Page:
The Room of the Segnatura in the Vatican Museums contains amazing 16th-century works by Raphael. The School of Athens was one of my favorites. I think it is because of the “extra” person in the scene.
Raphael painted a self-portrait in the lower right-hand corner of the fresco – he is the one in the black beret.
The Vatican’s website so nicely captures the story behind this panel of Raphael’s, I could not restate it any better:
School of Athens
The most famous philosophers of ancient times move within an imposing Renaissance architecture which is inspired by Bramante’s project for the renewal of the early Christian basilica of St Peter. Some of these are easily recognizable. In the centre Plato points upwards with a finger and holds his book Timeus in his hand, flanked by Aristotle with Ethics; Pythagoras is shown in the foreground intent on explaining the diatesseron. Diogenes is lying on the stairs with a dish, while the pessimist philosopher, Heracleitus, a portrait of Michelangelo, is leaning against a block of marble, writing on a sheet of paper. Michelangelo was in those years executing the paintings in the nearby Sistine Chapel. On the right we see Euclid, who is teaching geometry to his pupils, Zoroaster holding the heavenly sphere and Ptolemy holding the earthly sphere. The personage on the extreme right with the black beret is a self-portrait of Raphael.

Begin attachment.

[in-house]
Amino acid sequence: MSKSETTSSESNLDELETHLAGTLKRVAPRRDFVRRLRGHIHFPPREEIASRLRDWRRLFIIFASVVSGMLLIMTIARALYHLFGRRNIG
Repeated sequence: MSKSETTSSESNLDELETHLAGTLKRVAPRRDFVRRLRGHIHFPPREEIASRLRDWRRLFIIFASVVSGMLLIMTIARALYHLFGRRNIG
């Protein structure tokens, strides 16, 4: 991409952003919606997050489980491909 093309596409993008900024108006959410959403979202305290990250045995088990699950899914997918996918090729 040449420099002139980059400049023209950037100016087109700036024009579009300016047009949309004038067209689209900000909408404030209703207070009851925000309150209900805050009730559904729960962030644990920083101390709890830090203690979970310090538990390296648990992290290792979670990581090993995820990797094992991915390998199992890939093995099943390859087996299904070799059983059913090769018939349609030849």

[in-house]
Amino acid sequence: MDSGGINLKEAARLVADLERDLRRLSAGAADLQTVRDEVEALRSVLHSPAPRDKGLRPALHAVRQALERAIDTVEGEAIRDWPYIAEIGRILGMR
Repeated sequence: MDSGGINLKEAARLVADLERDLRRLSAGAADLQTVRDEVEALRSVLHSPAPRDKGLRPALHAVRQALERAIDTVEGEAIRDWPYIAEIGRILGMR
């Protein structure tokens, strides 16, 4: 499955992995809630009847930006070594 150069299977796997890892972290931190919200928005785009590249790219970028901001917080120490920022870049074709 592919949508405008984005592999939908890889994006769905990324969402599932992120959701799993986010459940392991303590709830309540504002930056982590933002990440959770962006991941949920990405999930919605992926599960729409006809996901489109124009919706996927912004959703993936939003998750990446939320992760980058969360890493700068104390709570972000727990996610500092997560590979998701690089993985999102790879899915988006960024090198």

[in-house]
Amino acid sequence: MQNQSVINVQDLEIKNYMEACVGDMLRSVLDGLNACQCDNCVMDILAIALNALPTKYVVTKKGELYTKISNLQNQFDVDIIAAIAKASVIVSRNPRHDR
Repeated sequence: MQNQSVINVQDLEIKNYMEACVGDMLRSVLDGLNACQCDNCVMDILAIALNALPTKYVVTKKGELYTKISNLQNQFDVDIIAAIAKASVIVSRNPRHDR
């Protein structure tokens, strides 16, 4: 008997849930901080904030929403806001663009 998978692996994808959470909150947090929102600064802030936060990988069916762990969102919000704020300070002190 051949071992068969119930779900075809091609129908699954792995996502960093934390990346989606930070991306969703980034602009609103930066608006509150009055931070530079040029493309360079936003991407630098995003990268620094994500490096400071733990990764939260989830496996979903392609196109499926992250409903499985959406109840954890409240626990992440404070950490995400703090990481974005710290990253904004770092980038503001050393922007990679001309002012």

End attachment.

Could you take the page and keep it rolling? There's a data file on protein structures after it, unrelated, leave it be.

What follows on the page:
Ciao! ~ Kat
This post was in response to the Daily Post’s Weekly Photo Challenge. ”Extra, Extra” was this week’s theme. Everyone is welcome to join in the Challenge; further details on how to participate and links to others’ responses are found here.